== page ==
Duns Scotus (1266-1308) was a Scottish Franciscan theologian, likely born in Duns Berwickshire.
Scotus challenged St. Thomas Aquinas on the relation between faith and reason. Aquinas argued that if one first believed, knowledge of God would follow. That is, reason (a form of conceptual knowledge) followed and supported faith (a set of specific beliefs). Therefore for Aquinas faith and reason were closely related.
Scotus, on the other hand, divorced faith from reason, arguing the two were irreconcilable. His quick mind earned him the title of Doctor Subtilis (the subtle doctor). Along these lines, he advocated the theological idea of something halfway between a mere concept and a reality, an idea of interest to contemporary sociologists (especially non-reductive postmoderns) and philosophers.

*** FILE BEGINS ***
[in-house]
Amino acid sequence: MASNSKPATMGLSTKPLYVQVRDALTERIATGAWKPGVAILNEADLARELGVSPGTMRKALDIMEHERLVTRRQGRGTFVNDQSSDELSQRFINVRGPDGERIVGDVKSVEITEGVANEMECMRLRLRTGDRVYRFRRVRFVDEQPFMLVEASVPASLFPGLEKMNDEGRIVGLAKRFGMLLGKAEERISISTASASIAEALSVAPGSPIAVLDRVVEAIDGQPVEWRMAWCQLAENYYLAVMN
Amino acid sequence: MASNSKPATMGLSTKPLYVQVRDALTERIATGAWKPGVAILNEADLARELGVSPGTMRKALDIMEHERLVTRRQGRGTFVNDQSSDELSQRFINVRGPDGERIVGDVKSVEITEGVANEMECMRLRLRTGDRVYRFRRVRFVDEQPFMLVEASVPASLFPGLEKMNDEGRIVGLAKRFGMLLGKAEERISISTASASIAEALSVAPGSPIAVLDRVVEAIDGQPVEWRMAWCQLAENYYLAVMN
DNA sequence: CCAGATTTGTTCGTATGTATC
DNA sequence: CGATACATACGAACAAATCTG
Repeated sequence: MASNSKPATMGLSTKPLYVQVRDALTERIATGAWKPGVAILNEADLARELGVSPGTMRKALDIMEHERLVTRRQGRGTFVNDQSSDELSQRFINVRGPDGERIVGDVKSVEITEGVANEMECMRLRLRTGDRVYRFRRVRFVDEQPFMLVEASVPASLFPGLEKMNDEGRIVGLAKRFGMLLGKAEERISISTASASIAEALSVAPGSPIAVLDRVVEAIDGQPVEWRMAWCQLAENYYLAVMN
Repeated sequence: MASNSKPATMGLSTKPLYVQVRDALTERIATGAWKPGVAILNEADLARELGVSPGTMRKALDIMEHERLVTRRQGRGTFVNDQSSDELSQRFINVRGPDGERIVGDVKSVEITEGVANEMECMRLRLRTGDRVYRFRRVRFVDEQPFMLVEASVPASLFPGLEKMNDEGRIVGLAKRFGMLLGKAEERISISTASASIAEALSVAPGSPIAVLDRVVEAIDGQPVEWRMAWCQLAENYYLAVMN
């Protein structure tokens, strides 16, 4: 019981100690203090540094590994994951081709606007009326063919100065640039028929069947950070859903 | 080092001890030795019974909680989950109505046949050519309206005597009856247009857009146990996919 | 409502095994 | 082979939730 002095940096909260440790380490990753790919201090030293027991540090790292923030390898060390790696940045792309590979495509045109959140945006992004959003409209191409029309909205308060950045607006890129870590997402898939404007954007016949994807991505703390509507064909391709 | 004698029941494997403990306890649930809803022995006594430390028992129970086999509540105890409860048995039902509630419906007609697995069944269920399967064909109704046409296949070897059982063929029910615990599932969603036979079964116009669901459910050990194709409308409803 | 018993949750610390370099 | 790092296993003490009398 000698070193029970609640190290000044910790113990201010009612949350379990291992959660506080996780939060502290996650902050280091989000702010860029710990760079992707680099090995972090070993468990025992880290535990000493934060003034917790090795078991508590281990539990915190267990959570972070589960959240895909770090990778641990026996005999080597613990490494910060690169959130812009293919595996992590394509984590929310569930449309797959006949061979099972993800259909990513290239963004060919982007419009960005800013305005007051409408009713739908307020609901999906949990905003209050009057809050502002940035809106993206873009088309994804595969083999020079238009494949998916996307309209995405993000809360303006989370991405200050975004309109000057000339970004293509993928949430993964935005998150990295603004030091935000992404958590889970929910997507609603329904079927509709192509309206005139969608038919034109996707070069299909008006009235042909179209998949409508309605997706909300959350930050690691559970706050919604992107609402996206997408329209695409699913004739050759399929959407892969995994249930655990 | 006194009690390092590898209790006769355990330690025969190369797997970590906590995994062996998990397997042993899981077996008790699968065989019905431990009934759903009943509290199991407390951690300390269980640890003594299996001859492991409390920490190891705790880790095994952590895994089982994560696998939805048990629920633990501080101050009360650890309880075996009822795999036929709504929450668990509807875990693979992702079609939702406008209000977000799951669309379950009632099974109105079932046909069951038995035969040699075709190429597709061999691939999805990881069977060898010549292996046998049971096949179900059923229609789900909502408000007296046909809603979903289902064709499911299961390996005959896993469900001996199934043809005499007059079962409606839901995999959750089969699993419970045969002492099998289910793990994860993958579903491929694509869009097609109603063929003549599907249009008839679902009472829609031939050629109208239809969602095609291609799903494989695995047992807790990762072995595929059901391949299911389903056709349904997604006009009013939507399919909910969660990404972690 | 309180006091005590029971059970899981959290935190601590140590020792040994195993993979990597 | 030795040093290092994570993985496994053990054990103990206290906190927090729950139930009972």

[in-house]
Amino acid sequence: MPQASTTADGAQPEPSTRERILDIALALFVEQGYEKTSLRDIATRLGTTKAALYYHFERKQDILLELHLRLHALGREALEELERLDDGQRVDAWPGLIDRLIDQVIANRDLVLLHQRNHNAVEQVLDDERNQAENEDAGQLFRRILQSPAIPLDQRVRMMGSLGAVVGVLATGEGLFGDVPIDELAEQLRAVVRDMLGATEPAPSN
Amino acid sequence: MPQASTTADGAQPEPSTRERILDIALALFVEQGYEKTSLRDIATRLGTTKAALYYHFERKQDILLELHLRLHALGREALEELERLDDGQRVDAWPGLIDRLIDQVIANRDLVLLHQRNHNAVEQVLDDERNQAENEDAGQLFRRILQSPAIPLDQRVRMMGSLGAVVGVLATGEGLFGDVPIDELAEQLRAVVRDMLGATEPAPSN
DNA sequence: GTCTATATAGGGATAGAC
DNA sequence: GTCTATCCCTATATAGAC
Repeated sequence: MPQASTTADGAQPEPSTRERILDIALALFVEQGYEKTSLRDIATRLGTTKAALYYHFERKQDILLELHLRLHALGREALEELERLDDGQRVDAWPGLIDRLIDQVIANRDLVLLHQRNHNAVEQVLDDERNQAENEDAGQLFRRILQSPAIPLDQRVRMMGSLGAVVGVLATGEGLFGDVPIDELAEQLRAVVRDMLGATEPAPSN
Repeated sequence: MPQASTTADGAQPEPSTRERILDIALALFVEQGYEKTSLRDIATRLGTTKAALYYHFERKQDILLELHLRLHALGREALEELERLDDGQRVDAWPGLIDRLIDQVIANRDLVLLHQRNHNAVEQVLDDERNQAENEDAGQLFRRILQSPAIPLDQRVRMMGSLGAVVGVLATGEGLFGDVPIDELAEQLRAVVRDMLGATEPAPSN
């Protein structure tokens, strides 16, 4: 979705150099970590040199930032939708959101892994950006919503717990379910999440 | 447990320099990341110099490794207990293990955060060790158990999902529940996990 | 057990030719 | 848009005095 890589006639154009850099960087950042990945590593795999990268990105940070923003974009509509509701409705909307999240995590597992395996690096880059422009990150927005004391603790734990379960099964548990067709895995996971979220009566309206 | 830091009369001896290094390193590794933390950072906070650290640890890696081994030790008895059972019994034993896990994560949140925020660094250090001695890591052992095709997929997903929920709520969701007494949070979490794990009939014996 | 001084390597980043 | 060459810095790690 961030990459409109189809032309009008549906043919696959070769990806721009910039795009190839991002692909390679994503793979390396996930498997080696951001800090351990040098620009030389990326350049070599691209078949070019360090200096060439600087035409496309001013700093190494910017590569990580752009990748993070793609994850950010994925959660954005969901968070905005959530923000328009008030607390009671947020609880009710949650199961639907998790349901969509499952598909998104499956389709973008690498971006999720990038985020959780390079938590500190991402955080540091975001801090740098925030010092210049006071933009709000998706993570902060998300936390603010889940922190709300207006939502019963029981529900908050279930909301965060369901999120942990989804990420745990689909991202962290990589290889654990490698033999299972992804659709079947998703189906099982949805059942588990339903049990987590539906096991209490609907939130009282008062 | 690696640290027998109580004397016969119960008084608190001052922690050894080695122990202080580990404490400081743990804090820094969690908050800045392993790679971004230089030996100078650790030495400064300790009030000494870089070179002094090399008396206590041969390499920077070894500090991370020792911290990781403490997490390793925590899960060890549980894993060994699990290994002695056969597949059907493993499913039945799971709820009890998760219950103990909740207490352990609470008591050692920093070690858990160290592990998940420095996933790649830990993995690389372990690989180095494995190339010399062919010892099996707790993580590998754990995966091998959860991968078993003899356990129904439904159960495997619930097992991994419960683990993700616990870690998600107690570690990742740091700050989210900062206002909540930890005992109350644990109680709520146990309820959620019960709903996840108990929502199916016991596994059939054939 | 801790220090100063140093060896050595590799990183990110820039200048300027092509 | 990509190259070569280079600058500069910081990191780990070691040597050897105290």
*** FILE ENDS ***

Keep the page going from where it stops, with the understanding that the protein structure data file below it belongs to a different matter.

Like other realist philosophers of the period (such as Aquinas and Henry of Ghent) Scotus recognised the need for an intermediate distinction that was not merely conceptual, but not fully real or mind-dependent either. Scotus argued for an formal distinction (distinctio formalis a parte rei), which holds between entities which are inseparable and indistinct in reality, but whose definitions are not identical. For example, the personal properties of the Trinity are formally distinct from the Divine essence. Similarly, the distinction between the ‘thisness’ or haecceity of a thing is intermediate between a real and a conceptual distinction. There is also a formal distinction between the divine attributes and the powers of the soul.†
Scotus’ defense of the Papacy was ridiculed by Protestant reformers in the 16th century, contributing to the pun “dunce.”
- Blessed Duns Scotus: Defender of the Immaculate Conception (insightscoop.typepad.com)
- Blessed Duns Scotus, faithful disciple of Saint Francis (insightscoop.typepad.com)
- Lourdes exhibit celebrates Bible (toledoblade.com)